What Is Geek Philosophy? Part 1: The First Rule

Learn more about our unique Geek Philosophy method!

Geek Philosophy is our name for the holistic, Socratic method that our trained facilitators use to guide all of our book discussions. This series of short posts will present the ideas and techniques of Geek Philosophy, including how our discussions can help us to live thoughtful, examined lives. For an overview of the technique, take a look at this post on the blog for our young adult chapter, Grey Havens YA.

The first rule of Geek Philosophy is this:

Statements are propositions. Propositions are questions. Questions are more important to us than answers.

All of the discussions hosted by Grey Havens Group take the form of dialogues. “Dialogue” literally means through (dia) talking (logue). Our goal is for each participant to arrive at something new–an understanding or perspective–through talking but we have no wish to dictate the form that something will take. Through talking and listening in community, everyone gets something out of our discussions that is for them alone. 

Geek Philosophy is not didactic. The role of the facilitator is to suspend personal judgement in order to make room for questions. Facilitators participate in the discussion along with everyone else but do their best to identify when they are stating an opinion and give everyone equal authority to do the same. We believe that it is not possible to instruct people in creative and critical thinking but we can model and encourage these kinds of thinking. 

We believe that everyone has a philosophy of life, even if they are not always able to articulate it. This philosophy can shine through the statements we make in response to literature and popular culture. By reading these statements as propositions then helping each other to turn those propositions into questions, we reveal how much richness there is to explore in our own minds and hearts. It also encourages flexibility, rather than rigidity, in thinking. A willingness to question our assumptions and beliefs and even change them allows us to spend our lives creating a bigger, more nuanced picture of the universe.

Here is a broad example of teasing the inherent questions out of a statement. This one will be particularly familiar to Star Trek fans.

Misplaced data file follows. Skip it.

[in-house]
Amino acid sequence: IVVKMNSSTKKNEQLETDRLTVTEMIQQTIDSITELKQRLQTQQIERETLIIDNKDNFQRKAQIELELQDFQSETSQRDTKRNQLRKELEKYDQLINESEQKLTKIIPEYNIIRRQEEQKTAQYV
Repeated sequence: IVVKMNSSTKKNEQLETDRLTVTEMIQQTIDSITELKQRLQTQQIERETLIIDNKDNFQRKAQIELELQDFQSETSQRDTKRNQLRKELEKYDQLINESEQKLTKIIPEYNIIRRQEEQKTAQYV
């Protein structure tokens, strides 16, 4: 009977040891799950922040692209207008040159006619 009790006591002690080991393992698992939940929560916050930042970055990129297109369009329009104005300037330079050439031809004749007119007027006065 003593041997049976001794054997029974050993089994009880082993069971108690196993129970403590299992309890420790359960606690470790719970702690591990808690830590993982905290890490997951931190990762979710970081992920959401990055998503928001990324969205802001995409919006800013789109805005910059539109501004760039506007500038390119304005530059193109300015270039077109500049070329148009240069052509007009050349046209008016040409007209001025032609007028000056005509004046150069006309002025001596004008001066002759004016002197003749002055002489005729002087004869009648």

Statement/Proposition: Vulcans are logical.

Questions: Are Vulcans logical? Are all Vulcans logical all the time?  How do they achieve logic? Why do they value it? What is the evidence from the text? 

What does it mean to be logical? What is logic? How does logic work? How does it compare to/work with emotions, aesthetic sense, intuition, etc? What does it mean to be reasonable/ rational? What would the world be like if we were all always logical? Is it possible to be completely logical all the time?

You can see that just one aspect of a story can generate many questions and hours of discussion. It is okay and even desirable if some of these questions seem unanswerable. It is not the job of the Geek Philosophy facilitator to teach participants what to think, but to join with them in the process of thinking. That process is never-ending and full of endless rewards!

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In our next post, we will examine why we take our time with the texts we discuss. Live long and prosper. #BoldlyThink. 

 

 

GHG’s Guide to Civil Discourse

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If you follow this blog, you know that Grey Havens Group is a non-profit committed to the values of literacy, imagination, community and inclusion. We host thoughtful book discussions, both online and in person, for children, young adults, and adults. We work to maintain civil discourse in every forum in which we speak as a group. Each of our values plays a role in that.

Literacy is more than the ability to read; it is about our relationship to information. One can be considered literate in a number of areas. People commonly speak about cultural literacy, political literacy, even computer literacy. To be literate is to value curiosity enough to want to look thoroughly at a topic and to be willing to allow yourself to grow based on what you learn. It is both the starting point and the goal of civil discourse. We believe that there is always more to learn!

Imagination is also vital to civil discourse. Imagination is what makes it possible for us to put ourselves in someone else’s shoes. It is where empathy comes from and, without empathy, we would not get very far in our attempts to understand each other.